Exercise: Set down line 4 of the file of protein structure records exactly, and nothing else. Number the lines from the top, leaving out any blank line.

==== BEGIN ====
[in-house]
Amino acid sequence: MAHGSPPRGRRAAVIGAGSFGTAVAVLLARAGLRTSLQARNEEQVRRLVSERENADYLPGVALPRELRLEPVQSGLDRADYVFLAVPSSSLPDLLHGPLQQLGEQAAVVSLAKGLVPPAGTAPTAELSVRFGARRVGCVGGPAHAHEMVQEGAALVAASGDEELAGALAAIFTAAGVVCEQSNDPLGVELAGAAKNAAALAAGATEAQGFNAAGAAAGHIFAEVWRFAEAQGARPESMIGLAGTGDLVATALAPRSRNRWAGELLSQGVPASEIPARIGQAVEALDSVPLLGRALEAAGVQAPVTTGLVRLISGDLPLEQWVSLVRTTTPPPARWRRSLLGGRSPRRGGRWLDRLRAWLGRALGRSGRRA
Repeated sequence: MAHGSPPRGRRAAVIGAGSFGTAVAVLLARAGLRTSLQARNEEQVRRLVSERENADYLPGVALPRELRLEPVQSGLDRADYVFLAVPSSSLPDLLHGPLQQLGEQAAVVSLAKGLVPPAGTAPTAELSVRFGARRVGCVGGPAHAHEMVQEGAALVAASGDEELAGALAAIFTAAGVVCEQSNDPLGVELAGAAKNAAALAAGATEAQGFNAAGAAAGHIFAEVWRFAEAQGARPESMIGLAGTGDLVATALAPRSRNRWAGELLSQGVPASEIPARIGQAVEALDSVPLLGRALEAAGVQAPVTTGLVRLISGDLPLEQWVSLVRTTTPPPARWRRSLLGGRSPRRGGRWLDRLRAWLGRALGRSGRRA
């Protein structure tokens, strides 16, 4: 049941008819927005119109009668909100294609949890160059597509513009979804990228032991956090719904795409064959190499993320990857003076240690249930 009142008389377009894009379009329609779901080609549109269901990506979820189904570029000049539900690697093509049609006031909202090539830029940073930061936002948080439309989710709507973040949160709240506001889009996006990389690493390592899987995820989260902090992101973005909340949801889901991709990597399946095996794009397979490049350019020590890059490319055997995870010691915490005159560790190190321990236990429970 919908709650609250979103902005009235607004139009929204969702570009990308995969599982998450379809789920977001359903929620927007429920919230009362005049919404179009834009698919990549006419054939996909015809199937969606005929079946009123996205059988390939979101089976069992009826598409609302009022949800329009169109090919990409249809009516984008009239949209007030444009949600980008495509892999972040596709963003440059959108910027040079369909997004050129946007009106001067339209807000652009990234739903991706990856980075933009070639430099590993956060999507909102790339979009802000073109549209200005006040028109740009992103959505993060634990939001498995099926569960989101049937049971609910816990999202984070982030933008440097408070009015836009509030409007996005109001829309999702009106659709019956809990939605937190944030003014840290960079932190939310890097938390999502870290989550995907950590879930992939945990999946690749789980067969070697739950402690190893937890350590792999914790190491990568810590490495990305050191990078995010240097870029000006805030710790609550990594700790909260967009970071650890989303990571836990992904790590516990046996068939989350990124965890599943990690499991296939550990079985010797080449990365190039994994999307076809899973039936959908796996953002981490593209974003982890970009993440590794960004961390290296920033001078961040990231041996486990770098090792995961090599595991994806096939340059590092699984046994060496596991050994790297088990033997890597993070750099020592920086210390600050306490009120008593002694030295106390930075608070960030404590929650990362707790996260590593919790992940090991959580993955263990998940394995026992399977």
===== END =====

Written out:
């Protein structure tokens, strides 16, 4: 049941008819927005119109009668909100294609949890160059597509513009979804990228032991956090719904795409064959190499993320990857003076240690249930 009142008389377009894009379009329609779901080609549109269901990506979820189904570029000049539900690697093509049609006031909202090539830029940073930061936002948080439309989710709507973040949160709240506001889009996006990389690493390592899987995820989260902090992101973005909340949801889901991709990597399946095996794009397979490049350019020590890059490319055997995870010691915490005159560790190190321990236990429970 919908709650609250979103902005009235607004139009929204969702570009990308995969599982998450379809789920977001359903929620927007429920919230009362005049919404179009834009698919990549006419054939996909015809199937969606005929079946009123996205059988390939979101089976069992009826598409609302009022949800329009169109090919990409249809009516984008009239949209007030444009949600980008495509892999972040596709963003440059959108910027040079369909997004050129946007009106001067339209807000652009990234739903991706990856980075933009070639430099590993956060999507909102790339979009802000073109549209200005006040028109740009992103959505993060634990939001498995099926569960989101049937049971609910816990999202984070982030933008440097408070009015836009509030409007996005109001829309999702009106659709019956809990939605937190944030003014840290960079932190939310890097938390999502870290989550995907950590879930992939945990999946690749789980067969070697739950402690190893937890350590792999914790190491990568810590490495990305050191990078995010240097870029000006805030710790609550990594700790909260967009970071650890989303990571836990992904790590516990046996068939989350990124965890599943990690499991296939550990079985010797080449990365190039994994999307076809899973039936959908796996953002981490593209974003982890970009993440590794960004961390290296920033001078961040990231041996486990770098090792995961090599595991994806096939340059590092699984046994060496596991050994790297088990033997890597993070750099020592920086210390600050306490009120008593002694030295106390930075608070960030404590929650990362707790996260590593919790992940090991959580993955263990998940394995026992399977």